It may be cheaper to travel by bus instead of flying, but watch out for sneaky fees — especially if you’re buying a ticket for someone else.
Paul Kleibrink was hoping to save some money when he went online to buy a ticket from Greyhound Lines Inc., the country’s largest intercity bus operator. His grandson’s girlfriend needed to return home to Oregon, and Kleibrink, 81, had agreed to spring for the cost.
“I guess I’m a soft touch,” the Santa Cruz resident told me.
A one-way ticket on Southwest Airlines would have cost about $160. Greyhound was charging roughly half that amount.
During the online purchase process, Kleibrink was asked whether the ticket was for him. He truthfully answered no.
So Greyhound slapped an $18 “gift ticket fee” onto the price.
Suddenly that approximately $86 bus ticket cost $104 — a 21% increase.
“What’s a gift fee?” Kleibrink asked. “Did that mean my grandson’s girlfriend would get a gift of some food or something? No. Nothing. It’s a gift to the company, that’s what it is.”
And why should it matter whether he was buying a ticket for himself or someone else?
“A ticket is a ticket,” Kleibrink said. “I shouldn’t have to pay $18 more just because someone else is traveling.”
Greyhound begs to differ.
“The ticket fee is a fraud-protection fee,” explained Maureen Richmond, a Greyhound spokeswoman. “It counteracts the costs that we incur for protecting the customer and the company from credit card fraud.”
She said the fee also represents a handling charge because the recipient of the ticket will have to pick it up at a Greyhound bus depot.
“You could always buy it yourself and then mail it to someone else,” Richmond said. “That way you can avoid the fee.”
That’s nice, but it also shows how Greyhound’s gift ticket fee doesn’t hold up under scrutiny.
First of all, if the fee reflects the company’s anti-fraud efforts, then shouldn’t it be applied to all customers? Anyone who purchases a ticket with a credit card or online faces (and poses to the company) the same risk of fraud.
And how is Greyhound’s exposure to fraud decreased by a customer buying a ticket online and then mailing it to someone else?
Clearly, then, the gift ticket fee is applicable more to the company processing a ticket order so that the actual passenger can pick it up at a Greyhound office.
There’s undoubtedly a modest cost involved with such a transaction, but charging $18 for what can only be seen as a routine part of Greyhound’s business is simply price gouging. There is no way this service merits such an exorbitant charge — in Kleibrink’s case, a more than 20% surcharge.
On top of that, Greyhound’s website makes none of this clear. It merely asks during the ticketing process whether the credit card holder is the one doing the traveling.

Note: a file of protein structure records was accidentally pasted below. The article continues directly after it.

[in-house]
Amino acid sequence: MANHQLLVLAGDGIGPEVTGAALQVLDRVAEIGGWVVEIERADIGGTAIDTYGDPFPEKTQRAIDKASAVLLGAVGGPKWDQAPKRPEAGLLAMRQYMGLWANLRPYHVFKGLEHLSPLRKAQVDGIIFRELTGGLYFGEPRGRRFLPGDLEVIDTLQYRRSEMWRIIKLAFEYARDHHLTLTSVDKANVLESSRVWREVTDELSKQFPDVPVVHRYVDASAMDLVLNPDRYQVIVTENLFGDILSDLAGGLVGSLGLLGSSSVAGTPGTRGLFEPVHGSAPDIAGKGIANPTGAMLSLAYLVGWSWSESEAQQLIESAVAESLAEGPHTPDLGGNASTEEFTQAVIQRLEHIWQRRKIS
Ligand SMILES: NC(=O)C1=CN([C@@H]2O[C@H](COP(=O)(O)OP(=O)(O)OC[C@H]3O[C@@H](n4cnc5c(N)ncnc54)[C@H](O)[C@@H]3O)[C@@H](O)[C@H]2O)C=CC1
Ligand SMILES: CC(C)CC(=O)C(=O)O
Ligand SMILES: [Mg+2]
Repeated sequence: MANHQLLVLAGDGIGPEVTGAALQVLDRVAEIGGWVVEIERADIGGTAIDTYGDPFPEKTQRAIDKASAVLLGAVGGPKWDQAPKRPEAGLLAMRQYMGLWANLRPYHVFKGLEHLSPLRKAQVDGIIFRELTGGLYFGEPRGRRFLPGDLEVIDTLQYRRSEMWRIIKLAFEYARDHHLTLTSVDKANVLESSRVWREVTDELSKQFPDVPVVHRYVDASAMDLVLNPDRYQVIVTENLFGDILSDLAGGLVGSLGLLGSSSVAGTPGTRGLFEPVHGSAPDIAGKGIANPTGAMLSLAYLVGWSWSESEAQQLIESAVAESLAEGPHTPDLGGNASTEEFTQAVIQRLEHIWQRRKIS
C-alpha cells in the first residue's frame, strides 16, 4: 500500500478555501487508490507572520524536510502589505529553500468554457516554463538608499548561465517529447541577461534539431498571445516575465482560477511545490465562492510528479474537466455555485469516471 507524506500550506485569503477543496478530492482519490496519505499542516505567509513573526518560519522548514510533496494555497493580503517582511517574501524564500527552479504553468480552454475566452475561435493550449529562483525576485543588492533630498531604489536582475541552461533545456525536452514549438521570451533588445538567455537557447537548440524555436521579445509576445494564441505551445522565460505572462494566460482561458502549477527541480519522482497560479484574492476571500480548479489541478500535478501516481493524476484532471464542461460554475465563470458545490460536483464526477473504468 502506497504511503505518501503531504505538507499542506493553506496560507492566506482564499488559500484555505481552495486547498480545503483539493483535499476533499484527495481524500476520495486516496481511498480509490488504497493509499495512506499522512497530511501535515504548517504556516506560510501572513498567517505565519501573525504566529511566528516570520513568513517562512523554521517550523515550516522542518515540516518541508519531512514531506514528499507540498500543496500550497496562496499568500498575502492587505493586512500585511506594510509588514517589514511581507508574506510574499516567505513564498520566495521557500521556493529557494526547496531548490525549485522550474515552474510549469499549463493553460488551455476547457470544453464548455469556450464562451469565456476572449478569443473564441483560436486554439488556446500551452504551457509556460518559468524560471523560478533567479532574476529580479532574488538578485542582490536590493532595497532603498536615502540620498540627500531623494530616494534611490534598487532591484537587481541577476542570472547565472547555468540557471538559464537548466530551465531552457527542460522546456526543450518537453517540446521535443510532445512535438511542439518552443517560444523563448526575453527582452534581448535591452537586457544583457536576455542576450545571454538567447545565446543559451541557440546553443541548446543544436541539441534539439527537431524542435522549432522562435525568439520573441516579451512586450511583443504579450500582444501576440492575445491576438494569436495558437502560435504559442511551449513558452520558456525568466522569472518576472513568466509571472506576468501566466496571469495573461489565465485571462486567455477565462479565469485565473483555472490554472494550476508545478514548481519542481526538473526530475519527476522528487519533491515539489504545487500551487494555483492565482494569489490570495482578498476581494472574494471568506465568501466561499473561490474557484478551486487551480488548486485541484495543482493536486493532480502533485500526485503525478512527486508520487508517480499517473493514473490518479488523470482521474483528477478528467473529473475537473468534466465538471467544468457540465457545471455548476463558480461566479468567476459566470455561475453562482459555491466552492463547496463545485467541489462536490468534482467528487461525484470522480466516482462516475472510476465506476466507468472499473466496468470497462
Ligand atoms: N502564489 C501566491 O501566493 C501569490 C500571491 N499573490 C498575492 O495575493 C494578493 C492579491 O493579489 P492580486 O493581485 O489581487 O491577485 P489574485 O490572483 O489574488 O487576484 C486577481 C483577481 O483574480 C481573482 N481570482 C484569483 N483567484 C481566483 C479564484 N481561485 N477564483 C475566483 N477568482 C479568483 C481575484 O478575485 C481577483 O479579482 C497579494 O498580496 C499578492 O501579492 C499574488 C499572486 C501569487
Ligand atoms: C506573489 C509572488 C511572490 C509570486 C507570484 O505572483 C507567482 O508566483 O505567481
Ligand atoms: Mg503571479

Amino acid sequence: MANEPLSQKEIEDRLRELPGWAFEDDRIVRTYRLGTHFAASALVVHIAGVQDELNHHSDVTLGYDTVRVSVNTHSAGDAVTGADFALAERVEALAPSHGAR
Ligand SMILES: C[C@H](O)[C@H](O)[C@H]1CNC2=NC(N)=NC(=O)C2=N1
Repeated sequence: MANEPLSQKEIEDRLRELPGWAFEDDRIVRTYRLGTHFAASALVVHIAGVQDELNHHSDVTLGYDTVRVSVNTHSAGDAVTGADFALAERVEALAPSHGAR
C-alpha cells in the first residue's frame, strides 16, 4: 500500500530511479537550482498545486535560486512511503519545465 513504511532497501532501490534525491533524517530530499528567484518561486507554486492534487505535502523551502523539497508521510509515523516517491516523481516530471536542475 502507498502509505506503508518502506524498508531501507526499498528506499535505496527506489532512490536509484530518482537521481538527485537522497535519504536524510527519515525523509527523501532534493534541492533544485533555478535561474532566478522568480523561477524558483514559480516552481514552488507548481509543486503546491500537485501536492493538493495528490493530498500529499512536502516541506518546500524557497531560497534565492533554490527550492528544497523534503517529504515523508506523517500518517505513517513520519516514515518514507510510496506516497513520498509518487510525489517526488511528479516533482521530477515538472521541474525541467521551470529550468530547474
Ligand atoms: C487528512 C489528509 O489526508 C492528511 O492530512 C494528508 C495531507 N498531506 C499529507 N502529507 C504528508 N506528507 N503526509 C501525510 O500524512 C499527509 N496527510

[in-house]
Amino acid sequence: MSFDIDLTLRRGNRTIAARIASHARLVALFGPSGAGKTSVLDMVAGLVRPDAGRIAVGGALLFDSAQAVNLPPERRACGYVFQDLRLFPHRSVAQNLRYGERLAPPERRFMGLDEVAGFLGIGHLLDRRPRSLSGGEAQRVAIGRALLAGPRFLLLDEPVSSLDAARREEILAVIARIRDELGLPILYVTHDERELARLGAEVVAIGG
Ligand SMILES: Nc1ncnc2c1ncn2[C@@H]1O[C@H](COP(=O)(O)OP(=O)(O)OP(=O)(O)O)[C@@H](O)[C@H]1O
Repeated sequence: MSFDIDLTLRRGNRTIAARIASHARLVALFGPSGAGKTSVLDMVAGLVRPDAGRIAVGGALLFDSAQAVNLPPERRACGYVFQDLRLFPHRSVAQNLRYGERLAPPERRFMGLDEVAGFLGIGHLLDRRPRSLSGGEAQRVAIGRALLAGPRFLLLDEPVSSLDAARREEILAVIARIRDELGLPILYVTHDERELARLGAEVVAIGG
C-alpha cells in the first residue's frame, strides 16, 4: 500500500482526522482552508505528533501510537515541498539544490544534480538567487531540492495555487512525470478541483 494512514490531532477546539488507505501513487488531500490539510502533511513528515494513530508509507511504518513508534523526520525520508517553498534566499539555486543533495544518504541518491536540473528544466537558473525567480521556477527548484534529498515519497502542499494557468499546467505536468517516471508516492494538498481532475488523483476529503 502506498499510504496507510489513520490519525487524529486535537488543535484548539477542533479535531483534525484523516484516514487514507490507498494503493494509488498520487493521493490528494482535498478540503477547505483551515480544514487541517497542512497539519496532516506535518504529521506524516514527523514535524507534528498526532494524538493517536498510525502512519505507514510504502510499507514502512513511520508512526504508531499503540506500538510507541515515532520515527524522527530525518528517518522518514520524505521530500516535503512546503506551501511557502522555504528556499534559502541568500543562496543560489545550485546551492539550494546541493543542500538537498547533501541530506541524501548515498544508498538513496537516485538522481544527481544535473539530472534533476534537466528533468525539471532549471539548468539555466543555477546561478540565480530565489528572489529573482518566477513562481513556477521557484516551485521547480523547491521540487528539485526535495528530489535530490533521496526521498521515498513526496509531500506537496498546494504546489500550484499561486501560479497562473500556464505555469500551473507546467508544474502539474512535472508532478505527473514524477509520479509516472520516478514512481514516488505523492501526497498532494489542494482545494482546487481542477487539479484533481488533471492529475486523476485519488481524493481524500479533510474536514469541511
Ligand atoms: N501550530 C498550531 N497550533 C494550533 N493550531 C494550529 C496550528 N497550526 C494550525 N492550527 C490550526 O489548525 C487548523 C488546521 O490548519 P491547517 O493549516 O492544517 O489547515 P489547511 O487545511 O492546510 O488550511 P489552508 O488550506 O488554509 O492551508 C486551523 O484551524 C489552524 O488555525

If you’re buying a ticket for someone else and answer truthfully, you’ll face the gift ticket fee, even if you intend to mail the ticket to the passenger, as Greyhound advises. The company is thus encouraging ticket buyers to lie if they want to avoid the fee.
And if you’re using a stolen credit card, you’d likely answer that the ticket is for yourself, thus avoiding the fee and mitigating Greyhound’s anti-fraud efforts.
I put all this to Richmond. She had no explanation for why some tickets merit a fee for anti-fraud measures and others do not, saying only that “this is just one of the components” of the gift ticket fee.
As for the ticket-processing aspect of the fee, Richmond was unable to say whether the $18 reflects Greyhound’s actual costs or why this relatively common service requires such a hefty surcharge.
“That’s just the fee we charge,” she said.
Kleibrink was right: Greyhound’s gift ticket fee is a gift to the company, nothing more.
And it’s a gift the company has neither earned nor deserves.
Next, a cautionary tale for all you users of iPhones, iPads, Kindles and other digital media devices.
Los Angeles-based Napster, one of the pioneers of digital music downloads, has sent e-mails to subscribers warning that the company will no longer be responsible for any tunes purchased before May 2008.
Napster, now a subsidiary of electronics giant Best Buy Co., switched its technical format in 2008 to the more widely used MP3 from Windows Media Audio. But for the last couple of years, it has continued to deal with any Windows Media-related issues, such as providing backup copies of lost files.
That ended this month. As of Sept. 1, Napster services only MP3 files purchased after May 2008. The company recommends that older files be backed up on CDs for future enjoyment.
The format switch and abandonment of support for an older technology reflects the risk all digital media consumers face: Today’s gee-whiz gadgetry could be tomorrow’s Betamax.
That’s not to say you shouldn’t download a little Lady Gaga from iTunes or some Stieg Larsson from Amazon. Just remember, nothing lasts forever.
David Lazarus’ column runs Tuesdays and Fridays. He also can be seen daily on KTLA-TV Channel 5. Send your tips or feedback to firstname.lastname@example.org